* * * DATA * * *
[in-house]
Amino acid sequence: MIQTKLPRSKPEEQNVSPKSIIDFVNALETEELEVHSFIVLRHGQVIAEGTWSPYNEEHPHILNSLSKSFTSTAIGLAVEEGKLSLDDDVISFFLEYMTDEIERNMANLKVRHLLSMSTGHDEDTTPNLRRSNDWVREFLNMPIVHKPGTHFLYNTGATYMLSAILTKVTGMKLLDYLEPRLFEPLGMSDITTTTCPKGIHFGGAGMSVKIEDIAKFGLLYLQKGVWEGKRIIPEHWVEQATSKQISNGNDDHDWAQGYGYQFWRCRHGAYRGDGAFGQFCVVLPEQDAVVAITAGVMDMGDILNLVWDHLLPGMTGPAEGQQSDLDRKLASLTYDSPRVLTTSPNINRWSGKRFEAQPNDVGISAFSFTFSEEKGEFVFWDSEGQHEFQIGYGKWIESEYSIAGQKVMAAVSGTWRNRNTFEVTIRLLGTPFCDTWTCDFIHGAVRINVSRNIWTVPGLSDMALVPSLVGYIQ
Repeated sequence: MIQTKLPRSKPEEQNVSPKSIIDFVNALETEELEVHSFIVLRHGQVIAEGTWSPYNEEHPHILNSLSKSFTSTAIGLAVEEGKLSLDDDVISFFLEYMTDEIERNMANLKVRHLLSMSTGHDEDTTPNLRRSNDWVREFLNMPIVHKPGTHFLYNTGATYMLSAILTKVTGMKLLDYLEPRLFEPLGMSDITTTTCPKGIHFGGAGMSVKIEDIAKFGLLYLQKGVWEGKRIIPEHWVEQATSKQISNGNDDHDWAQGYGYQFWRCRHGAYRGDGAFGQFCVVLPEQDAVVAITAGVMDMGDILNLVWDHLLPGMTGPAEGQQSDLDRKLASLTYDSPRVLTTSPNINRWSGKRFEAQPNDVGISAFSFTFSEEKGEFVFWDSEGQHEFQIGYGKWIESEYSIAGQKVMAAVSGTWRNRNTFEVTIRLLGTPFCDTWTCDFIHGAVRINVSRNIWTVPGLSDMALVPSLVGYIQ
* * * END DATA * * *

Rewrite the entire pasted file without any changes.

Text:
[in-house]
Amino acid sequence: MIQTKLPRSKPEEQNVSPKSIIDFVNALETEELEVHSFIVLRHGQVIAEGTWSPYNEEHPHILNSLSKSFTSTAIGLAVEEGKLSLDDDVISFFLEYMTDEIERNMANLKVRHLLSMSTGHDEDTTPNLRRSNDWVREFLNMPIVHKPGTHFLYNTGATYMLSAILTKVTGMKLLDYLEPRLFEPLGMSDITTTTCPKGIHFGGAGMSVKIEDIAKFGLLYLQKGVWEGKRIIPEHWVEQATSKQISNGNDDHDWAQGYGYQFWRCRHGAYRGDGAFGQFCVVLPEQDAVVAITAGVMDMGDILNLVWDHLLPGMTGPAEGQQSDLDRKLASLTYDSPRVLTTSPNINRWSGKRFEAQPNDVGISAFSFTFSEEKGEFVFWDSEGQHEFQIGYGKWIESEYSIAGQKVMAAVSGTWRNRNTFEVTIRLLGTPFCDTWTCDFIHGAVRINVSRNIWTVPGLSDMALVPSLVGYIQ
Repeated sequence: MIQTKLPRSKPEEQNVSPKSIIDFVNALETEELEVHSFIVLRHGQVIAEGTWSPYNEEHPHILNSLSKSFTSTAIGLAVEEGKLSLDDDVISFFLEYMTDEIERNMANLKVRHLLSMSTGHDEDTTPNLRRSNDWVREFLNMPIVHKPGTHFLYNTGATYMLSAILTKVTGMKLLDYLEPRLFEPLGMSDITTTTCPKGIHFGGAGMSVKIEDIAKFGLLYLQKGVWEGKRIIPEHWVEQATSKQISNGNDDHDWAQGYGYQFWRCRHGAYRGDGAFGQFCVVLPEQDAVVAITAGVMDMGDILNLVWDHLLPGMTGPAEGQQSDLDRKLASLTYDSPRVLTTSPNINRWSGKRFEAQPNDVGISAFSFTFSEEKGEFVFWDSEGQHEFQIGYGKWIESEYSIAGQKVMAAVSGTWRNRNTFEVTIRLLGTPFCDTWTCDFIHGAVRINVSRNIWTVPGLSDMALVPSLVGYIQ